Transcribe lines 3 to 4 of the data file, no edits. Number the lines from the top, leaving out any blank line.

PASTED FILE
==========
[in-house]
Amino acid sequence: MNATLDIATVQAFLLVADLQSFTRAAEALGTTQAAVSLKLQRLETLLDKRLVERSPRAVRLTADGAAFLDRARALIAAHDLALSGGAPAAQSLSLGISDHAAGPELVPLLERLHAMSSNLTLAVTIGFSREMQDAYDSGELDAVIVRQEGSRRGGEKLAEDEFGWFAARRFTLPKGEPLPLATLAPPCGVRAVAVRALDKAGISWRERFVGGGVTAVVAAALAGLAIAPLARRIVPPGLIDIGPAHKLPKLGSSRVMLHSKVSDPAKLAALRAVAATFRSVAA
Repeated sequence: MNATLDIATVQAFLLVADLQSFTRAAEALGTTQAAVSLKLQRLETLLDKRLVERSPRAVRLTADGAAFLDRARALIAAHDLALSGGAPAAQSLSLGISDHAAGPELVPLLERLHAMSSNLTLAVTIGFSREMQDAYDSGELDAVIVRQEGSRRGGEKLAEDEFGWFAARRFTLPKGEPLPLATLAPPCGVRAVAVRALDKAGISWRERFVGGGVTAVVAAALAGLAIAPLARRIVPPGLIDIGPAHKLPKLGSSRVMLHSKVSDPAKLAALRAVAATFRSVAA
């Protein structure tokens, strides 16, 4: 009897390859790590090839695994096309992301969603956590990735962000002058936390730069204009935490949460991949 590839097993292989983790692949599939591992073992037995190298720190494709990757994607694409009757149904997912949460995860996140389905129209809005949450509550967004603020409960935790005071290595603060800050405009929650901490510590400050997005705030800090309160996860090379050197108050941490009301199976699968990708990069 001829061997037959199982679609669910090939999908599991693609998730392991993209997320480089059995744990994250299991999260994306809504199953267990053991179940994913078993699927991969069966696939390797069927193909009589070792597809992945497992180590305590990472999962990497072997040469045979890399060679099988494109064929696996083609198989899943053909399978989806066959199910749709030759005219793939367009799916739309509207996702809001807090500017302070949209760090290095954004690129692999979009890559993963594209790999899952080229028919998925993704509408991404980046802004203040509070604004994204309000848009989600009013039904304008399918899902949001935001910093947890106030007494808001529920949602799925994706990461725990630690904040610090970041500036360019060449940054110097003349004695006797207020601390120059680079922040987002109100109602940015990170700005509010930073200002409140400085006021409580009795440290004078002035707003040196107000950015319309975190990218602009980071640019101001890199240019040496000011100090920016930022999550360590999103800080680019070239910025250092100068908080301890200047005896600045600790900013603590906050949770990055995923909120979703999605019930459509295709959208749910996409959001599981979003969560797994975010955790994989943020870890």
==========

Repeated sequence: MNATLDIATVQAFLLVADLQSFTRAAEALGTTQAAVSLKLQRLETLLDKRLVERSPRAVRLTADGAAFLDRARALIAAHDLALSGGAPAAQSLSLGISDHAAGPELVPLLERLHAMSSNLTLAVTIGFSREMQDAYDSGELDAVIVRQEGSRRGGEKLAEDEFGWFAARRFTLPKGEPLPLATLAPPCGVRAVAVRALDKAGISWRERFVGGGVTAVVAAALAGLAIAPLARRIVPPGLIDIGPAHKLPKLGSSRVMLHSKVSDPAKLAALRAVAATFRSVAA
């Protein structure tokens, strides 16, 4: 009897390859790590090839695994096309992301969603956590990735962000002058936390730069204009935490949460991949 590839097993292989983790692949599939591992073992037995190298720190494709990757994607694409009757149904997912949460995860996140389905129209809005949450509550967004603020409960935790005071290595603060800050405009929650901490510590400050997005705030800090309160996860090379050197108050941490009301199976699968990708990069 001829061997037959199982679609669910090939999908599991693609998730392991993209997320480089059995744990994250299991999260994306809504199953267990053991179940994913078993699927991969069966696939390797069927193909009589070792597809992945497992180590305590990472999962990497072997040469045979890399060679099988494109064929696996083609198989899943053909399978989806066959199910749709030759005219793939367009799916739309509207996702809001807090500017302070949209760090290095954004690129692999979009890559993963594209790999899952080229028919998925993704509408991404980046802004203040509070604004994204309000848009989600009013039904304008399918899902949001935001910093947890106030007494808001529920949602799925994706990461725990630690904040610090970041500036360019060449940054110097003349004695006797207020601390120059680079922040987002109100109602940015990170700005509010930073200002409140400085006021409580009795440290004078002035707003040196107000950015319309975190990218602009980071640019101001890199240019040496000011100090920016930022999550360590999103800080680019070239910025250092100068908080301890200047005896600045600790900013603590906050949770990055995923909120979703999605019930459509295709959208749910996409959001599981979003969560797994975010955790994989943020870890």